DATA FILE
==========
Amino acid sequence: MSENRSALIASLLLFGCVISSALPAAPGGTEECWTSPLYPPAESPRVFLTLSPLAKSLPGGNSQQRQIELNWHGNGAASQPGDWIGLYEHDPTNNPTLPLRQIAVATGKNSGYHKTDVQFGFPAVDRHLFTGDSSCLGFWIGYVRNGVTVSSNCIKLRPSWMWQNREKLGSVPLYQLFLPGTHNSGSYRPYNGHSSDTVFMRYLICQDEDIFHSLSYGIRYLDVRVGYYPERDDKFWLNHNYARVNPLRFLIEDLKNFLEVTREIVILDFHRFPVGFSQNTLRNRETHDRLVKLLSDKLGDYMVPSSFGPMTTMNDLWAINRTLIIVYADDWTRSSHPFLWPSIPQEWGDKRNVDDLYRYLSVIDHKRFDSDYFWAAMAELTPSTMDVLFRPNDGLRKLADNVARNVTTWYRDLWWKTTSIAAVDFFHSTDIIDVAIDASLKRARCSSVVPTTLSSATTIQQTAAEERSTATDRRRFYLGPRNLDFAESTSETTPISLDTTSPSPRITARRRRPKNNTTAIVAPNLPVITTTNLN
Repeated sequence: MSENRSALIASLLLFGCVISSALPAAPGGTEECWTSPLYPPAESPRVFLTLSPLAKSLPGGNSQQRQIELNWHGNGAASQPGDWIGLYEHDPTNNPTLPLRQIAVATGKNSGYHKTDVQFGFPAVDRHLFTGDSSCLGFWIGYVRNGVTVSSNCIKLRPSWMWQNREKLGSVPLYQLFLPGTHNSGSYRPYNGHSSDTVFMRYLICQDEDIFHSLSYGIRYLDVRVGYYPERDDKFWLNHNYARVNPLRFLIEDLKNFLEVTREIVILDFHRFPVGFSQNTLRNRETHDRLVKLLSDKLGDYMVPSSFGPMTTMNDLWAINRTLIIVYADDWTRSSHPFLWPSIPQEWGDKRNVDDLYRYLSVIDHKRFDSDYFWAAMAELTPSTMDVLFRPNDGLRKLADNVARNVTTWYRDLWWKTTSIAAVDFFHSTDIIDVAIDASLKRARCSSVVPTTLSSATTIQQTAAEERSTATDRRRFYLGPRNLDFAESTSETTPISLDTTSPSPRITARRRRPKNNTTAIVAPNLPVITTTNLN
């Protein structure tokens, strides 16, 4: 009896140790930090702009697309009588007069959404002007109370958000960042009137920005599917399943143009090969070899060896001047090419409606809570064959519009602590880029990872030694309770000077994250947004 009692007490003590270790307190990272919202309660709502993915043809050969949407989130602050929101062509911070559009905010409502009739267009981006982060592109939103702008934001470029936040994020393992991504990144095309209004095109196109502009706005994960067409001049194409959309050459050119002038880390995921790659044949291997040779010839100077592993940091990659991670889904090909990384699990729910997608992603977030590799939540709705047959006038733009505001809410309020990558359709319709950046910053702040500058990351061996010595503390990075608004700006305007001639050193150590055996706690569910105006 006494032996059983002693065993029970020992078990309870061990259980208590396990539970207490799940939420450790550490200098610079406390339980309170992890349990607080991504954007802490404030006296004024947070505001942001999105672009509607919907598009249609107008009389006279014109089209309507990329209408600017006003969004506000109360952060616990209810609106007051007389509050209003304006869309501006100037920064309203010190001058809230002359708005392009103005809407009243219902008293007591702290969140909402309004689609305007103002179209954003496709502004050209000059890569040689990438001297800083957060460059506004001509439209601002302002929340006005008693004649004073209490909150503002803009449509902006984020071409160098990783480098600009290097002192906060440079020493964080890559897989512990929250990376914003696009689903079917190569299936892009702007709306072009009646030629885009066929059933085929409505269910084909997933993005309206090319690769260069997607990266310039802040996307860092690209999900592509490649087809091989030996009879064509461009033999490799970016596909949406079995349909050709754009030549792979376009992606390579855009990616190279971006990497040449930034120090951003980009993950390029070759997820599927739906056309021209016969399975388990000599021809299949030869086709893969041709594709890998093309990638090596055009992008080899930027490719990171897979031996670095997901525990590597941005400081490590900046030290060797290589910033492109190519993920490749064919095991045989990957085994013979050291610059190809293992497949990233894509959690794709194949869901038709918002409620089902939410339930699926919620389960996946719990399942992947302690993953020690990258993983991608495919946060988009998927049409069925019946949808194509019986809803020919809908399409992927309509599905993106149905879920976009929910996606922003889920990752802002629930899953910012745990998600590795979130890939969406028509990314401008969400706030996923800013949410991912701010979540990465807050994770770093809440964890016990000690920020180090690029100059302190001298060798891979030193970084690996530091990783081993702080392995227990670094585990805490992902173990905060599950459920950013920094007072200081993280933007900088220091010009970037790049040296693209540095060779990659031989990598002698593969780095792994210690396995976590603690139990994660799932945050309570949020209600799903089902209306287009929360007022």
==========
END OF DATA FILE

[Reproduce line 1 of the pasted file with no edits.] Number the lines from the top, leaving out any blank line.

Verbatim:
Amino acid sequence: MSENRSALIASLLLFGCVISSALPAAPGGTEECWTSPLYPPAESPRVFLTLSPLAKSLPGGNSQQRQIELNWHGNGAASQPGDWIGLYEHDPTNNPTLPLRQIAVATGKNSGYHKTDVQFGFPAVDRHLFTGDSSCLGFWIGYVRNGVTVSSNCIKLRPSWMWQNREKLGSVPLYQLFLPGTHNSGSYRPYNGHSSDTVFMRYLICQDEDIFHSLSYGIRYLDVRVGYYPERDDKFWLNHNYARVNPLRFLIEDLKNFLEVTREIVILDFHRFPVGFSQNTLRNRETHDRLVKLLSDKLGDYMVPSSFGPMTTMNDLWAINRTLIIVYADDWTRSSHPFLWPSIPQEWGDKRNVDDLYRYLSVIDHKRFDSDYFWAAMAELTPSTMDVLFRPNDGLRKLADNVARNVTTWYRDLWWKTTSIAAVDFFHSTDIIDVAIDASLKRARCSSVVPTTLSSATTIQQTAAEERSTATDRRRFYLGPRNLDFAESTSETTPISLDTTSPSPRITARRRRPKNNTTAIVAPNLPVITTTNLN